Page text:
Species of the Month - January 2014

Velvet Shank

Flammulina velutipes

Flammulina velutipes

This is one of the very few mushroom-shaped fungi that can tolerate frost, and it appears in the middle of winter when there are few other mushrooms about.  The 23 records in our LNHG dataset comprise 1 found in October, 2 in November, 1 in December, 16 in January and 3 in February.

Flammulina velutipes on Ulex europaeus

Velvet Shank grows on living or, more usually, dead wood of trees and shrubs.  18 of our records were found on Gorse, 2 on Broom and 3 on Willow (but see below for identity issues with ones on Willow).  If you have a large patch of Gorse near you and search it in January, paying particular attention to dead stems and branches, you are likely to find this bright orange mushroom.  (You may also find the equally bright Yellow Brain Fungus, but that does not have a stem and a cap)

Flammulina velutipes

The mushroom grows in small tufts; the ones above are on a dead gorse stump on the shore.  The cap is slimy.  The gills are a paler orange than the cap, and the stem is pale creamy yellow at the top, becoming more orange as you go down and finally black or very dark brown at the foot.  This dark part of the stem is covered with soft hairs, hence the name Velvet Shank.

Flammulina velutipes

In 2010 a very similar species called Flammulina elastica, which grows on willow and poplar, was found in Britain.  This species had only recently been split from F velutipes by European DNA researchers, and it is likely that some of the past British records of F velutipes were in fact F elastica.  The only difference between the two species is the dimensions of their spores.  When I found a Flammulina on willow at Tralee in Feb 2013, I was aware of this split so I checked its spores, and they perfectly matched those of F elastica.  This may be the first Scottish record if accepted.

So if anyone finds Velvet Shank on willow or poplar and fancies a bit of citizen science, please collect a fresh cap from it and take a spore print or get it to someone who can.  Meanwhile any found on gorse or broom can be confidently recorded as F velutipes, on the current state of knowledge.  Ones on any host other than those mentioned will be of great interest.

Flammulina velutipes

Here's another clump on gorse.  Though they thrive in the cold they can look battered in the mild, wet and windy weather that is more common in our part of the world, but are usually easy to recognise even when past their best.

Please send in yo
ur Velvet Shank sightings using the form below, or email sightings@lnhg.org.uk with the details if you prefer.  If you are not sure of the identity of your fungus, please send a photo to sightings@lnhg.org.uk, or put one on the LORN forum and let me know it is there.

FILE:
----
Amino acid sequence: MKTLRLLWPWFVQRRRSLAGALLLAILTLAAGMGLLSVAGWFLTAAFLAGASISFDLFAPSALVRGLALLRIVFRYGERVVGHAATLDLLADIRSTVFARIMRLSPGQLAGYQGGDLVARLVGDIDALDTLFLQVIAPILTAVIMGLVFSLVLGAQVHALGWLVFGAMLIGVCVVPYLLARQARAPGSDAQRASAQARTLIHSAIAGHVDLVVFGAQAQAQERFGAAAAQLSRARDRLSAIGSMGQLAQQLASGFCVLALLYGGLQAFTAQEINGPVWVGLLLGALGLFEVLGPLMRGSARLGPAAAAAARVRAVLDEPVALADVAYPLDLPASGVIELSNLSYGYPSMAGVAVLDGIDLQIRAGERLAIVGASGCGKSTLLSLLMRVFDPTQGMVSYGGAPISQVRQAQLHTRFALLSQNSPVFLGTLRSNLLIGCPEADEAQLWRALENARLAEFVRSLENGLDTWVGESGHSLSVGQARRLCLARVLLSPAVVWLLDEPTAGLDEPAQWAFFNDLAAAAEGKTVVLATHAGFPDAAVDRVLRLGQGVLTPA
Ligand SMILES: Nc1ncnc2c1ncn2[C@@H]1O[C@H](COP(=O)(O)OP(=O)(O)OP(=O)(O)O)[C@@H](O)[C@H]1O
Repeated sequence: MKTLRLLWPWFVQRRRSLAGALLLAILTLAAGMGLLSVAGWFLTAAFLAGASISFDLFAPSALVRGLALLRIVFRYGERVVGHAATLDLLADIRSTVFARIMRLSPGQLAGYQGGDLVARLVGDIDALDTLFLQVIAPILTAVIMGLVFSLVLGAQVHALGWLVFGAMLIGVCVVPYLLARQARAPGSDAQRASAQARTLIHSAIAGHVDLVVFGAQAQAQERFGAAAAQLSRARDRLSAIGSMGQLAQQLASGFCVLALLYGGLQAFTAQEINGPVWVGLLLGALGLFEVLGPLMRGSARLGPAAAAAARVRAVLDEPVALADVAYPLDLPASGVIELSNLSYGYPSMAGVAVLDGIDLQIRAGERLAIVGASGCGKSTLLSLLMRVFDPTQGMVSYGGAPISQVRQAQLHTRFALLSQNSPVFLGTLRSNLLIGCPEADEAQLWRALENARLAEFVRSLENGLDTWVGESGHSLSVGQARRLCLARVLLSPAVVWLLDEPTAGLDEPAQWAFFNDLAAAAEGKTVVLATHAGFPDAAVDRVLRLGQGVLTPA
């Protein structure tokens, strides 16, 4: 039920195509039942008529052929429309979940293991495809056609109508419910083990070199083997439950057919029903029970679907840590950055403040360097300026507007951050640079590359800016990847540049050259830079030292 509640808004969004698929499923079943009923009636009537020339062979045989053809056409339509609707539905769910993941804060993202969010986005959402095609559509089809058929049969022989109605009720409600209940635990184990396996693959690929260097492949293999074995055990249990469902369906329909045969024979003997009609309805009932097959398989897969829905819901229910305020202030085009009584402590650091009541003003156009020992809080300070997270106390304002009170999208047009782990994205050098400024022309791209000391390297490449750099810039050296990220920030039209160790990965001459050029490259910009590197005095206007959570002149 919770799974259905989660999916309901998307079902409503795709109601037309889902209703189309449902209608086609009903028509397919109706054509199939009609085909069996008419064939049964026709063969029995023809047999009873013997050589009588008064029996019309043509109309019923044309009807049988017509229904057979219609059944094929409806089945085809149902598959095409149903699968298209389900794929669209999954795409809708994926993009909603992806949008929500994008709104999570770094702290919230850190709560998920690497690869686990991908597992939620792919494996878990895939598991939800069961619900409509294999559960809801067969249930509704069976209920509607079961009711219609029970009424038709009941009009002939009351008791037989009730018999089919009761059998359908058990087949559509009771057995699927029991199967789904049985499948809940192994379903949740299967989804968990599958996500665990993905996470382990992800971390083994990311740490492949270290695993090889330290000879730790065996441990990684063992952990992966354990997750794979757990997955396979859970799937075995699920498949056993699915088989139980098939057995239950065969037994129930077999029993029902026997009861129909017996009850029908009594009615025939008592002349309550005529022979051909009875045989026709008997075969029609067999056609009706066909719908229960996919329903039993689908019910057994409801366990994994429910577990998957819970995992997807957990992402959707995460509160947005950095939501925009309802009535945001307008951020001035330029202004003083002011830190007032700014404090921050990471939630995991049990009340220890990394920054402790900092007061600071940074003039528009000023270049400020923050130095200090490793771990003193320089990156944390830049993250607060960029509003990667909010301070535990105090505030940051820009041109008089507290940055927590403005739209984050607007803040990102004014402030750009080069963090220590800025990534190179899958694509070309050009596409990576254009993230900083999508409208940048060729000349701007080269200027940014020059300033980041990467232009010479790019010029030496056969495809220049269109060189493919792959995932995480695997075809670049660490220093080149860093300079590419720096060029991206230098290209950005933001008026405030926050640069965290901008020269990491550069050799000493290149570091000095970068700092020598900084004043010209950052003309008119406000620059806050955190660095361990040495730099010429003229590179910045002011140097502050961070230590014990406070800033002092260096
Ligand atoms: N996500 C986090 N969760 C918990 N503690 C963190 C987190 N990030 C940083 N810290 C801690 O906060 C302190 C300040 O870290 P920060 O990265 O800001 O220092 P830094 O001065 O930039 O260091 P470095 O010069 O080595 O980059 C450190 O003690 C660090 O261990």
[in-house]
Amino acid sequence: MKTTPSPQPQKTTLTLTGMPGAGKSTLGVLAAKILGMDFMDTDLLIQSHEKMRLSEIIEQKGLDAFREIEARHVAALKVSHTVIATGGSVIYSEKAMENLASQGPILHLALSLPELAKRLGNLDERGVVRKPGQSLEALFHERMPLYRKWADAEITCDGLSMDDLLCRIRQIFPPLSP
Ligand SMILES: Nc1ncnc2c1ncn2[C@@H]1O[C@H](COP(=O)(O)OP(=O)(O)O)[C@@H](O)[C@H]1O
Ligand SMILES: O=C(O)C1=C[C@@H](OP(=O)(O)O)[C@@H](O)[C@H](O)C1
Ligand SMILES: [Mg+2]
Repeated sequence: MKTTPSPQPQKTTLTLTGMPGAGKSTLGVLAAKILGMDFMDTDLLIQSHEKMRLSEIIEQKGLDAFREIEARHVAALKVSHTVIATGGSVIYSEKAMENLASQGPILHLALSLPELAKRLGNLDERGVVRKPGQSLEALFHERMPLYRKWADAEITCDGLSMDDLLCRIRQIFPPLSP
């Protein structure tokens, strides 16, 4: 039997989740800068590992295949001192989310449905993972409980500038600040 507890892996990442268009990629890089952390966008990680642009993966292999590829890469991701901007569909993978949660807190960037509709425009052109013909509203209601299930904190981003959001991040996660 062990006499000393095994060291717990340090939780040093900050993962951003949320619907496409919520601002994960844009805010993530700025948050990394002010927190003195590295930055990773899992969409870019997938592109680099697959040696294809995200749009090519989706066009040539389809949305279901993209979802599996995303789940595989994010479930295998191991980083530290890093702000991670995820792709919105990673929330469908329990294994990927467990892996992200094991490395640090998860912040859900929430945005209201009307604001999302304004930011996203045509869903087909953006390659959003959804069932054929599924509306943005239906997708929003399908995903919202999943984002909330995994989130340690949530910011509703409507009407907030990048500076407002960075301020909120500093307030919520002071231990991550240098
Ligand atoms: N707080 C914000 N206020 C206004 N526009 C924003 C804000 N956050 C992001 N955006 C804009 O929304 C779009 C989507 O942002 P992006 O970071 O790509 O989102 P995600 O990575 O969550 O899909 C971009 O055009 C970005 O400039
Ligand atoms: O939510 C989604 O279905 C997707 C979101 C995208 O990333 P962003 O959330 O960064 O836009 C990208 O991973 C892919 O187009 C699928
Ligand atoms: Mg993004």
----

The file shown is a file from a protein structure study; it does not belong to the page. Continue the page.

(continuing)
Date of sighting 
Grid reference 
Host tree/bush 
Name of finder 
Your name (if different) 
Email (not needed if I already know it!) 
Any other details   


By filling in this form you agree that the information contained in this form may be collated and disseminated manually or electronically for environmental decision-making, education, research and other public benefit uses in accordance with the LNHG data access policy.  Your email address will not form part of the record and will not be passed on to anyone.

Carl Farmer
G Biological Records Manager

Sightings so far

12 Jan: F velutipes found near Oban on fallen branch, apparently from either Oak or Horse Chestnut.

13 Jan: F elastica found on Willow at Ganavan

13 Jan: F velutipes found on Gorse at Ganavan

28 Jan: F velutipes found on Gorse during LNHG field trip at North Shian

Note you can still send in records for past species of the month.  Here is the list of species we've had so far:

Dec 2013 - Frilly-fruited Jelly Lichen
Nov 2013 - Whooper Swan
Oct 2013 - Ballerina Waxcap
Sep 2013 - Parrot Waxcap
Aug 2013 - Vapourer Moth

Jul 2013 - Emerald Damselfly
Jun 2013 - Globe Flower
May 2013 - Early Purple Orchid
Apr 2013 - Peacock Butterfly
Mar 2013 - Oak Beauty
Feb 2013 - Coral Lungwort

Jan 2013 - Willow Jelly Button & Birch Jelly Button
Dec 2012 - Dice Lichen
Nov 2012 - Feathered Thorn
Oct 2012 - Dryad's Saddle
Sep 2012 - Tawny Grisette
Aug 2012 - Forest Bug
Jul 2012 - Grayling
Jun 2012 - Greater and Lesser Butterfly Orchids
May 2012 - Small Copper
Apr 2012 - Green Tiger Beetle
Mar 2012 - March Moth
Feb 2012 - Barren Strawberry
Jan 2012 - Brambling
Dec 2011 - Red Squirrel
Nov 2011 - Hazel Gloves
Oct 2011 - Small Tortoiseshell
Sep 2011 - Fly Agaric
Aug 2011 - Grass of Parnassus
Jul 2011 - Golden-ringed Dragonfly
Jun 2011 - 7-spot Ladybird
May 2011 - Green Hairstreak
Apr 2011 - Townhall Clock

Mar 2011 - Frogspawn

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All photos and other content copyright Carl Farmer except where stated